Friday, 15 April 2011
Can you lend your vote? And if so, will you get it back?
“Friends, Romans and countrymen” Mark Antony said, “Lend me your ears”. Note the lend bit. They’d get their ears back – he just wanted them for now.
Recently in politics here, the ‘lending’ of votes has become a current idea. Voters are urged, not to give their vote to a particular party, but to ‘lend’ it. In other words, you don’t really like us but you like your man or your woman less, so ‘lend’ us your vote and we’ll stop him/her getting in. In West Belfast in 1992, Joe Hendron defeated Gerry Adams with the help of votes ‘borrowed’ from unionist voters in the Shankill. In 2010, unionist voters in South Down lent Maggie Ritchie their votes, sending her and her red blazer to Westminster. And in the same year, Sinn Féin’s Michelle Gildernew kept her Fermanagh/South Tyrone Westminster seat yes, because a carload of Shinner students drove down from Belfast and cast their votes but also because, according to Dan Keenan in today’s Irish Times, a number of SDLP voters ‘lent’ her their vote and pushed her home to a squeaky-bum victory.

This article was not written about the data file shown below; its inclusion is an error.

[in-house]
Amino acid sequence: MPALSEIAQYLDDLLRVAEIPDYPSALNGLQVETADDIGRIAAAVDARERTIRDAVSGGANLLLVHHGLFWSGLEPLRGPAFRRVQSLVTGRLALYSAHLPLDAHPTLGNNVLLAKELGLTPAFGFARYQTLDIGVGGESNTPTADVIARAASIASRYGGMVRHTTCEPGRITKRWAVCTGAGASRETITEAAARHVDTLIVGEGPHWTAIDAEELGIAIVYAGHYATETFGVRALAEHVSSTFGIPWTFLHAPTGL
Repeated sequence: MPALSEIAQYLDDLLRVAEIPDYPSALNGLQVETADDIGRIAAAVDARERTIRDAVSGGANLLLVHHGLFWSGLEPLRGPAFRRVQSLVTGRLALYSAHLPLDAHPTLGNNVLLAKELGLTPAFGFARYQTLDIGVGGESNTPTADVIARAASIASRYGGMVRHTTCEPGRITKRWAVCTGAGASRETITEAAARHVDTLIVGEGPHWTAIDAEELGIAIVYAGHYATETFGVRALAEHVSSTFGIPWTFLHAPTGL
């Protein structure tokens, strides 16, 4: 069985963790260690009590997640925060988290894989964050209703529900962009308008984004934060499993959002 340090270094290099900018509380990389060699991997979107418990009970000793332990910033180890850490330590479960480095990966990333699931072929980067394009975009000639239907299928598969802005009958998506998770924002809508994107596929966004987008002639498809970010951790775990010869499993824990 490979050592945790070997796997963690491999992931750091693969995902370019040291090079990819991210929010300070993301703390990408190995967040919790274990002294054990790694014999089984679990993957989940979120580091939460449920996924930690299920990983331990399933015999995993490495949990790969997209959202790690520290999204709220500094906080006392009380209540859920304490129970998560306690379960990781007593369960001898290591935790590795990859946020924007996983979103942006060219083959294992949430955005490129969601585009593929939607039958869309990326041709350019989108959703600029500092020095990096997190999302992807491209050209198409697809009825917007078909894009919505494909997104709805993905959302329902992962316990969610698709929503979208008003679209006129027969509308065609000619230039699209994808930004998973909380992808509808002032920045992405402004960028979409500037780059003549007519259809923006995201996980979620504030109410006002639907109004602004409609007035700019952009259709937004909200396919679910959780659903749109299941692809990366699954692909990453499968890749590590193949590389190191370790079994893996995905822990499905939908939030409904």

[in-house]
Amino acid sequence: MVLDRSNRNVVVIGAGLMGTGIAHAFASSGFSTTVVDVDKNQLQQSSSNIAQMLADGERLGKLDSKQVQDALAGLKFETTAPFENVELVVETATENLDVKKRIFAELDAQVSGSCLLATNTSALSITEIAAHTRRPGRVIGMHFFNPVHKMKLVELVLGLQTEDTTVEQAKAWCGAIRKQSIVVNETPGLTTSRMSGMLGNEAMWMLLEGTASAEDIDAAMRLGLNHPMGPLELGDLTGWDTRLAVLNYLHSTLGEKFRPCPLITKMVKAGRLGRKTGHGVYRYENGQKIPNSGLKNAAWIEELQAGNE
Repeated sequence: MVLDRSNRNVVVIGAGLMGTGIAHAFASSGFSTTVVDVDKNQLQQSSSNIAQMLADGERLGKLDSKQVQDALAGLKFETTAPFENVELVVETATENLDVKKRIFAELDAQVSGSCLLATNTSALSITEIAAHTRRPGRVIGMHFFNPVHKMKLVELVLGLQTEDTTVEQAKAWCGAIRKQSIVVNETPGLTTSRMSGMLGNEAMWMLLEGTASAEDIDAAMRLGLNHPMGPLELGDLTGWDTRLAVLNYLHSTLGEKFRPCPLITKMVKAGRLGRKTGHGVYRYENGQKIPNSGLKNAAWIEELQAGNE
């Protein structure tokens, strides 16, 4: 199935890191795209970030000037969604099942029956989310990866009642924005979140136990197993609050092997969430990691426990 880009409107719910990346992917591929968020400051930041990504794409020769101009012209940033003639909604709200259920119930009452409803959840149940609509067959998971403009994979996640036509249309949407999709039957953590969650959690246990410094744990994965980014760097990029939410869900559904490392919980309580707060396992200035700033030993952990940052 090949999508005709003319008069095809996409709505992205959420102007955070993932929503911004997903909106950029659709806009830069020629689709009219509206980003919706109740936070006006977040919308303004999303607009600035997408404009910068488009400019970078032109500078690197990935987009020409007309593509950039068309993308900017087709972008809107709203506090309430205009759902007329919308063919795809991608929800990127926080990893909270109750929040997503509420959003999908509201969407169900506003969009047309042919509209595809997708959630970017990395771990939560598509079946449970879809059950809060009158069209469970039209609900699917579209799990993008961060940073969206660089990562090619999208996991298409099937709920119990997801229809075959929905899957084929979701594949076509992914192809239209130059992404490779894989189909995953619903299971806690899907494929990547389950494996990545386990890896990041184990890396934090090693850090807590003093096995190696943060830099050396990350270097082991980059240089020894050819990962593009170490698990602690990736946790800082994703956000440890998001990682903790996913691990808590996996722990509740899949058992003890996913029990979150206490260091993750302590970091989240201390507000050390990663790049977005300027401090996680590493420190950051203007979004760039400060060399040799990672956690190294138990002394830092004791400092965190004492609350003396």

But to talk about ‘lending’ a vote is daft. If you lent me a tenner, I’d have it and you wouldn’t, and you’d probably have to come looking for it if you wanted it back; in the meantime you’d be tennerless. Not so in politics. There, a vote isn’t really ‘lent’. You normally vote for another candidate or party. As soon as this particular election is over, you go back to voting for your traditional candidate or party. Certainly that’s what happened in 1997 – Shankill voters appear to have returned to the unionist fold, because Gerry Adams recovered his seat.
So more properly described, it’s a one-off vote. Or is it? My old chum Eoghan Harris had the notion that Sinn Féin had borrowed their Dail seats from Fianna Fail and would have to return them in the elections earlier this year. It didn’t happen. The Shinners have a knack, once they get a seat, of holding onto it. Those who vote for them seem to come back for more.